Immigration Reform and the Bush Proposal

"Our immigration system is broken need of reform.” So said Bishop Thomas Wenski of Orlando, Fla., chairman of the U.S. Bishops’ Committee on Migration in a statement in early January—soon after President Bush issued his proposal on Jan. 7 about this controversial issue. As many as 10 million undocumented people now live in the United States. A majority come from Mexico and Central and South America. Many are part of the workforce, especially in the agricultural, meat and poultry and service industries. By issuing his proposal, the president acknowledged the need to take steps to regularize their status. Such a step seemed within reach prior to the terrorist attacks of Sept. 11, 2001, which resulted in a further tightening of barriers to immigration—barriers that have made the lives of undocumented persons still more precarious.

Increased surveillance at the U.S. southern border, for example, has led indirectly to the deaths of hundreds of people, who have tried to evade the border patrol by crossing through dangerous desert and mountain areas, where they have perished from heat or cold. Nonetheless, the number of undocumented persons entering the United States each year has been increasing. The Immigration Policy Institute estimates that there may be as many as 500,000. Many are apprehended by federal agents (and now by local and state police officers too) and locked away in detention facilities to await deportation.


President Bush’s proposal amounts to hardly more than a sketch. But it has raised frail hopes again that undocumented immigrants who have lived in the United States for years, paying taxes and raising children, might now begin to look toward legal permanent residency as a real possibility. The plan, though, is essentially a guest worker program, and herein lies the problem. These immigrants would be no more than “guests,” with no guarantees of future citizenship, nor would there be any provision for amnesty for their illegal status. The plan would offer a three-year work permit, with the possibility of an extension. At the end of six years, the guest workers would be obliged to return to their home country or revert to illegal status, unless Congress extended their stay. The permits would be aimed primarily at the kinds of manual-labor-intensive jobs that American workers are reluctant to take—jobs in poultry and meat processing plants, vineyards and orchards, and in restaurants and hotels.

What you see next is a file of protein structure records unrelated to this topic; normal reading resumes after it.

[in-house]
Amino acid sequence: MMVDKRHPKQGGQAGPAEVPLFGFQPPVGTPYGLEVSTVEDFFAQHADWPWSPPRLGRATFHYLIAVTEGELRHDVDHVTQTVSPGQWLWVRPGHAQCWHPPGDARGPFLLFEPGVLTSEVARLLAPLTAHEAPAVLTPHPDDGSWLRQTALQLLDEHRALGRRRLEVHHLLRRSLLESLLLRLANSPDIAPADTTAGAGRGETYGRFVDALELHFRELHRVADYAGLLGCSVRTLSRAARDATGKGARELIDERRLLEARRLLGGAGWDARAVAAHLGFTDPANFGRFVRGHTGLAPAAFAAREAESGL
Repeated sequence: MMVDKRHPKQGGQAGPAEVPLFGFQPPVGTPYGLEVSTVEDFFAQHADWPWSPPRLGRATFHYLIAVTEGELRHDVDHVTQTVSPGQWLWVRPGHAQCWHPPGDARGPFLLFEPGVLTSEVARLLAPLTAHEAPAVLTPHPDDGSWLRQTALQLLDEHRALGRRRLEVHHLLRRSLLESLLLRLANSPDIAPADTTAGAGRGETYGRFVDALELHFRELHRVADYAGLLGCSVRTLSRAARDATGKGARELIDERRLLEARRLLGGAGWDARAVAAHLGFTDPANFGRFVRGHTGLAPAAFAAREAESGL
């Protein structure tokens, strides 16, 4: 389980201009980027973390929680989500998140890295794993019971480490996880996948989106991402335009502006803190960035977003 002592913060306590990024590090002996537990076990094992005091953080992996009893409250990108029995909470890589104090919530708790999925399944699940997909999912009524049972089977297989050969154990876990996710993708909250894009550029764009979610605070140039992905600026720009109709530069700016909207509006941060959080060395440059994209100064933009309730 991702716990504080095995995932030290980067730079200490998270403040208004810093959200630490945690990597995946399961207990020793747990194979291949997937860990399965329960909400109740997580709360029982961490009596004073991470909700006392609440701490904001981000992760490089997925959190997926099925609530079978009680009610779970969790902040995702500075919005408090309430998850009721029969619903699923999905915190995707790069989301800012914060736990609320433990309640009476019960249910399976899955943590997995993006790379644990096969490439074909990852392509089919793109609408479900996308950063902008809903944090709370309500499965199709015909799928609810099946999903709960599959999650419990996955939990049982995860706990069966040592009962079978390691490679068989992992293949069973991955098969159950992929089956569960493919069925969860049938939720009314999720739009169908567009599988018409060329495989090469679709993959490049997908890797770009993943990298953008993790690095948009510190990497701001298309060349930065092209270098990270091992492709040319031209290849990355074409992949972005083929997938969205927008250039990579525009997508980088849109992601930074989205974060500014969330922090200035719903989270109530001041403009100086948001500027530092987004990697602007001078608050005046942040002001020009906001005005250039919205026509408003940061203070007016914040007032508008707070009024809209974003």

Donald Kerwin, executive director of the Catholic Legal Immigration Network, told America that the main problem with the proposal is that it does not lead to permanent residency, either for those already here or those coming from abroad to fill jobs for which workers cannot be found among American citizens. “They would be here with their families,” he said, “building up equities, and yet after the six years they would be facing deportation”—back to the poverty-ridden home situations from which they had hoped to escape. Because of their tenuous status, moreover, the guest workers would be exposed to abuses in the workplace. Nor are there strong provisions for fair salaries. He noted that in his own visits to migrant shelter centers, he had found many instances of immigrants being paid less than the minimum wage.

A further worry of advocates concerns the fate of two worthwhile bills now in Congress—the so-called AgJobs Act, which would pave the way for qualified agricultural workers to gain permanent residency, and the DREAM Act, which would allow immigrant students to receive financial help to complete their studies and also offer hope for eventual citizenship (see America, 12/8/03, editorial).

Because the Bush proposal has clouded the prospects of passage for these two bills, advocates are intensifying their efforts to enact them into law. They find little to commend in the president’s proposal, which—unlike the two bills—promises no road to legalization for the many undocumented immigrants already here or for others outside U.S. borders who, in their desperation, might risk seeking a three-year work permit.

As Bishop Wenski puts it, “What is truly comprehensive immigration reform that will provide opportunities for legalization for the undocumented currently living in the United States [and] temporary worker programs with full worker protections and a path to permanency.” The president’s proposal lacks this kind of comprehensive reform, but in the current nativist atmosphere in our country, it may be the best that can be hoped for.

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